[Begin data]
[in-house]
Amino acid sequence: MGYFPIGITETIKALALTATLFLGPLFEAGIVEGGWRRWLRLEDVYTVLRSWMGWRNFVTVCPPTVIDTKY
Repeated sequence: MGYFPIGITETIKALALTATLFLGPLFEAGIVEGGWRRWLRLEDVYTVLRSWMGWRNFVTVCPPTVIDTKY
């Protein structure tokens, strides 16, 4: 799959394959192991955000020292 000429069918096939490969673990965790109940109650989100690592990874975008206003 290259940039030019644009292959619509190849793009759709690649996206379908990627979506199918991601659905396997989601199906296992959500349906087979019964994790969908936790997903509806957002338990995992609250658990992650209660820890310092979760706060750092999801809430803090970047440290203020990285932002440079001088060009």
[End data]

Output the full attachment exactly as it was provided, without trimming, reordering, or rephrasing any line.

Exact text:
[in-house]
Amino acid sequence: MGYFPIGITETIKALALTATLFLGPLFEAGIVEGGWRRWLRLEDVYTVLRSWMGWRNFVTVCPPTVIDTKY
Repeated sequence: MGYFPIGITETIKALALTATLFLGPLFEAGIVEGGWRRWLRLEDVYTVLRSWMGWRNFVTVCPPTVIDTKY
């Protein structure tokens, strides 16, 4: 799959394959192991955000020292 000429069918096939490969673990965790109940109650989100690592990874975008206003 290259940039030019644009292959619509190849793009759709690649996206379908990627979506199918991601659905396997989601199906296992959500349906087979019964994790969908936790997903509806957002338990995992609250658990992650209660820890310092979760706060750092999801809430803090970047440290203020990285932002440079001088060009």